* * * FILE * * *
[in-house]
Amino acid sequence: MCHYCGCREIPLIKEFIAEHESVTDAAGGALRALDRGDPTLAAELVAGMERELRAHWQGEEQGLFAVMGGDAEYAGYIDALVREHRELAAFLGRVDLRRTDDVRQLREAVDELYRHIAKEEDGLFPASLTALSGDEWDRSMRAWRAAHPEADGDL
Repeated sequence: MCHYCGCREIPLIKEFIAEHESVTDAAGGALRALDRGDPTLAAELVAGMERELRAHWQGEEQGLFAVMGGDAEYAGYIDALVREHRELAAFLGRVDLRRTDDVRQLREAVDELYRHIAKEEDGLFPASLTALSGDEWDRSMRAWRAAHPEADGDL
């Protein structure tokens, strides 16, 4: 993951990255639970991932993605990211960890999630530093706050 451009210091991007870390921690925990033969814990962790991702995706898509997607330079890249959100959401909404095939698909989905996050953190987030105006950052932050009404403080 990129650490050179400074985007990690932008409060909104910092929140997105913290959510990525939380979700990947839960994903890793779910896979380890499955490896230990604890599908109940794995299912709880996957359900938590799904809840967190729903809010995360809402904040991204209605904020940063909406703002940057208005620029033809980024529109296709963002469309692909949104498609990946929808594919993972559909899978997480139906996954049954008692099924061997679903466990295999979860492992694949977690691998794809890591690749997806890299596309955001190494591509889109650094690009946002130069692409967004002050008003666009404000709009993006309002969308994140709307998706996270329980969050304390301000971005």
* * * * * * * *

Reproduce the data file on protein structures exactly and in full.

[in-house]
Amino acid sequence: MCHYCGCREIPLIKEFIAEHESVTDAAGGALRALDRGDPTLAAELVAGMERELRAHWQGEEQGLFAVMGGDAEYAGYIDALVREHRELAAFLGRVDLRRTDDVRQLREAVDELYRHIAKEEDGLFPASLTALSGDEWDRSMRAWRAAHPEADGDL
Repeated sequence: MCHYCGCREIPLIKEFIAEHESVTDAAGGALRALDRGDPTLAAELVAGMERELRAHWQGEEQGLFAVMGGDAEYAGYIDALVREHRELAAFLGRVDLRRTDDVRQLREAVDELYRHIAKEEDGLFPASLTALSGDEWDRSMRAWRAAHPEADGDL
């Protein structure tokens, strides 16, 4: 993951990255639970991932993605990211960890999630530093706050 451009210091991007870390921690925990033969814990962790991702995706898509997607330079890249959100959401909404095939698909989905996050953190987030105006950052932050009404403080 990129650490050179400074985007990690932008409060909104910092929140997105913290959510990525939380979700990947839960994903890793779910896979380890499955490896230990604890599908109940794995299912709880996957359900938590799904809840967190729903809010995360809402904040991204209605904020940063909406703002940057208005620029033809980024529109296709963002469309692909949104498609990946929808594919993972559909899978997480139906996954049954008692099924061997679903466990295999979860492992694949977690691998794809890591690749997806890299596309955001190494591509889109650094690009946002130069692409967004002050008003666009404000709009993006309002969308994140709307998706996270329980969050304390301000971005």